Xbox Game Pass is becoming more popular than PlayStation Now

Business Insider US
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  • Like movies, TV, and music before it, the video game industry is currently going through a paradigm shift toward subscription services.
  • Microsoft's Xbox has Xbox Games Pass, and Sony's PlayStation has PlayStation Now - subscription services that offer access to an evolving library of games.
  • Despite the massive success of Sony's PlayStation 4, with over 100 million sold, just 2.2 million people are using PlayStation Now. Microsoft's Xbox Game Pass service has over 10 million users, and estimates put Xbox One console sales at around half of PS4.
  • It's an especially notable metric as Sony and Microsoft compete to build the "Netflix for games" - a primary component of the next-generation of PlayStation and Xbox consoles scheduled to arrive this holiday season.
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In the summer of 2017, Microsoft made an ambitious bet on a new Xbox service: Game Pass.

The service would offer a curated library of over 100 games. Moreover, every major Xbox game published by Microsoft, from "Halo" to "Gears of War" to "Forza Motorsport," would be published to the service at launch as part of the library.

If you're thinking, "That sounds sort of like Netflix," you'd be right, although with Game Pass you download titles instead of streaming them.

In the years since, Xbox Game Pass has become one of the best deals in gaming - a coup from Microsoft's Xbox division in a console cycle dominated by Sony's PlayStation 4. Game Pass now boasts over 10 million users, as of late April.

Sony's equivalent service, PlayStation Now, hasn't had quite the same trajectory.

The service launched way back in 2014 on the PlayStation 3 before heading to the PlayStation 4, and Sony says just 2.2 million people are paying for the service as of late April.

Notably, it's a huge increase over user numbers from last year - from around 1 million in March 2019 to over 2.2 million in April 2020 - no doubt due to pricing changes with the service, coupled with a more competitive library that takes advantage of Sony's first-party exclusives, such as "Marvel's Spider-Man" and "God of War," among others.

Even with that major increase, less than 2% of PlayStation 4 owners are paying for PlayStation Now.

It's impossible to know exactly what percentage of Xbox One owners are paying for Game Pass, but that's less important than ever to Microsoft - the company has intentionally moved its attention away from which console you buy and toward subscriptions services like Game Pass. As long as you're paying for its services, Microsoft doesn't mind if you're doing it on an Xbox, a PC, or a smartphone.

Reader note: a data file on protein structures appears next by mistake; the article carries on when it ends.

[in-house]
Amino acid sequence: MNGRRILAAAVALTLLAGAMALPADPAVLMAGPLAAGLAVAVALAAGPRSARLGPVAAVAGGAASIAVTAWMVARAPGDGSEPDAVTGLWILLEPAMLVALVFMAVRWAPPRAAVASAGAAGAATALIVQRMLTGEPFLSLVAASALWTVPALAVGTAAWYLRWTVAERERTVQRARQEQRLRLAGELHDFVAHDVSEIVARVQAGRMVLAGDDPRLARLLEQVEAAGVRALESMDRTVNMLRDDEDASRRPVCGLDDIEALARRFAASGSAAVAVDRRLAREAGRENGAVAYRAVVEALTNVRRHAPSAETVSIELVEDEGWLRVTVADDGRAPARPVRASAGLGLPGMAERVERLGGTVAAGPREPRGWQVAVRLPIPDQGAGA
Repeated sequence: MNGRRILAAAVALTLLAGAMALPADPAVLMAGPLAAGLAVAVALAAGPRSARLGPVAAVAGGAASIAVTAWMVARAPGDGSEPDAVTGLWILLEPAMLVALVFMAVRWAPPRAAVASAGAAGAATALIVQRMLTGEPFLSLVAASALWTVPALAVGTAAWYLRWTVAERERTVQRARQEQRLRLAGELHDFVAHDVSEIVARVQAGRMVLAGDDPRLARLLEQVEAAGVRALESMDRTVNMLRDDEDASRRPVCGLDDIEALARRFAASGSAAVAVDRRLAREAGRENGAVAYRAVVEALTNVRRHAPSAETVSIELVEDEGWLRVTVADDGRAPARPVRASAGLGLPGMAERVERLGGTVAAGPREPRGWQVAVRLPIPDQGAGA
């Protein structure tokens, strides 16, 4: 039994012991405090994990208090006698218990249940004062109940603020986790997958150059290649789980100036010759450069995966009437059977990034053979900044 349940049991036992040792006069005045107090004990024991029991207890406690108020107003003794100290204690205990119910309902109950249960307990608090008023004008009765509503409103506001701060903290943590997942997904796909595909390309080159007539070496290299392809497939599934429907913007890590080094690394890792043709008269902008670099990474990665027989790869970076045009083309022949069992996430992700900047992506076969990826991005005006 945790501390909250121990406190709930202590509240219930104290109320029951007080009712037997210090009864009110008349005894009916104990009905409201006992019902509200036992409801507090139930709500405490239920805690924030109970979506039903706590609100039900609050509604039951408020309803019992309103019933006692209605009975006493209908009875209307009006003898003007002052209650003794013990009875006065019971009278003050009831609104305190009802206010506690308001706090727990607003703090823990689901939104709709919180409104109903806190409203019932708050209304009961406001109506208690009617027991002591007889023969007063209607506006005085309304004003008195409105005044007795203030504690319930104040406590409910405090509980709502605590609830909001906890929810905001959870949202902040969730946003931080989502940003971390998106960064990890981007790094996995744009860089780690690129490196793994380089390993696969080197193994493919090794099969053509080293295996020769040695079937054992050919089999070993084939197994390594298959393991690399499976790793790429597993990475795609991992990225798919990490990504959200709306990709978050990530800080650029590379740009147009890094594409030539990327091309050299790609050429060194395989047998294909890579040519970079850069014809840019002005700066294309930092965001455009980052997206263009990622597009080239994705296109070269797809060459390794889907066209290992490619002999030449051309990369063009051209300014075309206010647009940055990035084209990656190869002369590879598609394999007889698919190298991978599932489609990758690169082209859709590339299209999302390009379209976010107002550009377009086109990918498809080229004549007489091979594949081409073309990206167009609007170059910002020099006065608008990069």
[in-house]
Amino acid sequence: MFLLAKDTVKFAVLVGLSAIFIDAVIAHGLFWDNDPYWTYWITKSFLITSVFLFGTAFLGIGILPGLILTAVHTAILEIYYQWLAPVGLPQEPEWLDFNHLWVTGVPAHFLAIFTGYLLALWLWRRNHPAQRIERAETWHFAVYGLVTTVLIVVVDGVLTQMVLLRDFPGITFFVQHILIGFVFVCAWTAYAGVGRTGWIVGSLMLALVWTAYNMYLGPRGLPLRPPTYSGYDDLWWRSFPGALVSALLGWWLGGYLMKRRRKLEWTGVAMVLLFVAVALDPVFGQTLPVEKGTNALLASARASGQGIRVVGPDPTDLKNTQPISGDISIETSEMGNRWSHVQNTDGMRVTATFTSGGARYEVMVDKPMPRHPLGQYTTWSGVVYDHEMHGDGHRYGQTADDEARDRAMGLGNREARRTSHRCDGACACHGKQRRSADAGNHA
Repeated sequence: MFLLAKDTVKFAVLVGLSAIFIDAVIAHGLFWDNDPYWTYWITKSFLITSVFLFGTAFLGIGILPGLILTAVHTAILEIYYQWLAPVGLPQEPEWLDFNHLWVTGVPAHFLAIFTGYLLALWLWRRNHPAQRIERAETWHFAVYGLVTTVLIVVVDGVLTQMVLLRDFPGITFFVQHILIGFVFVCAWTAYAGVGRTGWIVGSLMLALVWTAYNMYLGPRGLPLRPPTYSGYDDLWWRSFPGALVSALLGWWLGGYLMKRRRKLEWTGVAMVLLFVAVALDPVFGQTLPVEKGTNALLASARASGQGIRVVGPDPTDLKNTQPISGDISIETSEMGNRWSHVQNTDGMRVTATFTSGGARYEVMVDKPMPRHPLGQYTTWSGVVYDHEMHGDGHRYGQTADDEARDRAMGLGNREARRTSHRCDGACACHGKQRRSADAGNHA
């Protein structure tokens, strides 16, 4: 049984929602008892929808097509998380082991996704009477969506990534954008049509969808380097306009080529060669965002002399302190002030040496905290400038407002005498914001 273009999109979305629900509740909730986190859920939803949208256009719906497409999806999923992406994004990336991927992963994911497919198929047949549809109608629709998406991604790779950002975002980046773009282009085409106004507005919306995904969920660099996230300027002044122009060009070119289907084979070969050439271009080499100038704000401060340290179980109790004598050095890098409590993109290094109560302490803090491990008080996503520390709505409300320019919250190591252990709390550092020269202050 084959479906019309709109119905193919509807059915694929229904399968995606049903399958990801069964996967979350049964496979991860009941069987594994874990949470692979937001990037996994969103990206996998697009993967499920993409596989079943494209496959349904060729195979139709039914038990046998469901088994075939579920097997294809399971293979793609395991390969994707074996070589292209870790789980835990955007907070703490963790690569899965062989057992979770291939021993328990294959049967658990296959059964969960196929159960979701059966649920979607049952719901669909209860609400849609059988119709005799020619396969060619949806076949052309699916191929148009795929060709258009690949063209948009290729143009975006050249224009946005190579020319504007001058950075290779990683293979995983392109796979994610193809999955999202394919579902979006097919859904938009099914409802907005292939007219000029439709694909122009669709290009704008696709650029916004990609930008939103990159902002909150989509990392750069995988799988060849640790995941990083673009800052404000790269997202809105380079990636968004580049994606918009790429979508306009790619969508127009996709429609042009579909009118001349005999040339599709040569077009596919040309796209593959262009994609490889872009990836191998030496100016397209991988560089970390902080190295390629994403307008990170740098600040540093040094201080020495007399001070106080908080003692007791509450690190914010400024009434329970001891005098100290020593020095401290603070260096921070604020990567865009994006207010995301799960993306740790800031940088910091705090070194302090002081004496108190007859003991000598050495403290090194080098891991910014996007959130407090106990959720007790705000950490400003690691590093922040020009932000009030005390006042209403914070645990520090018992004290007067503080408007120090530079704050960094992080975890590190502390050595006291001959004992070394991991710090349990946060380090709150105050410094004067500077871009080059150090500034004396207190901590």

In the long term, Microsoft says it's more worried about competition from companies like Amazon and Google rather than the so-called console wars.

"When you talk about Nintendo and Sony, we have a ton of respect for them," Xbox leader Phil Spencer told Protocol in an interview published this past February. "But we see Amazon and Google as the main competitors going forward."

Microsoft's Xbox division, which makes the Xbox game console line, feels the threat from Google and Amazon because of one word: streaming.

In the case of Google, the service is named Stadia - a Netflix-like game service that streams games to a variety of devices, no game console required. In the case of Amazon, there's no service just yet; one codenamed "Project Tempo" is said to be in the works. And Amazon already has a robust cloud infrastructure in Amazon Web Services (AWS) to compete with Microsoft's similarly robust Azure cloud infrastructure.

"Amazon and Google are focusing on how to get gaming to 7 billion people around the world," Spencer said. "Ultimately, that's the goal."

With over 10 million Game Pass subscribers to PlayStation Now's 2.2 million, Microsoft is still a long way from 7 billion - but it's got a critical lead over the competition.

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